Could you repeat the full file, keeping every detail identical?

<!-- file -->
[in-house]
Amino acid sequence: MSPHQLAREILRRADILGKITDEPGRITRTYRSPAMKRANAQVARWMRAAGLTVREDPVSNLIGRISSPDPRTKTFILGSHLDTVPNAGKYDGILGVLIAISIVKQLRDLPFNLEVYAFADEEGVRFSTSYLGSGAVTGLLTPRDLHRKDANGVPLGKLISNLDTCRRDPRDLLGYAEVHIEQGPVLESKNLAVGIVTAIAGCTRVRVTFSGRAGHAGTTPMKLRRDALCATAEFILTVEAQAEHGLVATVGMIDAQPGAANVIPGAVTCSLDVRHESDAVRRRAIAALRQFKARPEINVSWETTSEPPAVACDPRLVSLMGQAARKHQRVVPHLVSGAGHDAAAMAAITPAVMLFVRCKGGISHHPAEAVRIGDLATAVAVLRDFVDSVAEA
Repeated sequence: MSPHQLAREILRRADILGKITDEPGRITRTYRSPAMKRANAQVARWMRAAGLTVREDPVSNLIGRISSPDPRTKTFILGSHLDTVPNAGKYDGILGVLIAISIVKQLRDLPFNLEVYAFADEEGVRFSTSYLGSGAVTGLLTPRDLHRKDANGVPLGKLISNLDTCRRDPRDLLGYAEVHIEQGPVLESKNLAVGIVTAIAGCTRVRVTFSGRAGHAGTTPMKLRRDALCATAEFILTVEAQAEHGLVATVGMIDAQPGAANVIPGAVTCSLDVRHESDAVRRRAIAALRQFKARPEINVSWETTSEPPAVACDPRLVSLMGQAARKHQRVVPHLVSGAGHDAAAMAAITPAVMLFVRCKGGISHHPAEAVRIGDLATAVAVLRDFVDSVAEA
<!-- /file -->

[in-house]
Amino acid sequence: MSPHQLAREILRRADILGKITDEPGRITRTYRSPAMKRANAQVARWMRAAGLTVREDPVSNLIGRISSPDPRTKTFILGSHLDTVPNAGKYDGILGVLIAISIVKQLRDLPFNLEVYAFADEEGVRFSTSYLGSGAVTGLLTPRDLHRKDANGVPLGKLISNLDTCRRDPRDLLGYAEVHIEQGPVLESKNLAVGIVTAIAGCTRVRVTFSGRAGHAGTTPMKLRRDALCATAEFILTVEAQAEHGLVATVGMIDAQPGAANVIPGAVTCSLDVRHESDAVRRRAIAALRQFKARPEINVSWETTSEPPAVACDPRLVSLMGQAARKHQRVVPHLVSGAGHDAAAMAAITPAVMLFVRCKGGISHHPAEAVRIGDLATAVAVLRDFVDSVAEA
Repeated sequence: MSPHQLAREILRRADILGKITDEPGRITRTYRSPAMKRANAQVARWMRAAGLTVREDPVSNLIGRISSPDPRTKTFILGSHLDTVPNAGKYDGILGVLIAISIVKQLRDLPFNLEVYAFADEEGVRFSTSYLGSGAVTGLLTPRDLHRKDANGVPLGKLISNLDTCRRDPRDLLGYAEVHIEQGPVLESKNLAVGIVTAIAGCTRVRVTFSGRAGHAGTTPMKLRRDALCATAEFILTVEAQAEHGLVATVGMIDAQPGAANVIPGAVTCSLDVRHESDAVRRRAIAALRQFKARPEINVSWETTSEPPAVACDPRLVSLMGQAARKHQRVVPHLVSGAGHDAAAMAAITPAVMLFVRCKGGISHHPAEAVRIGDLATAVAVLRDFVDSVAEA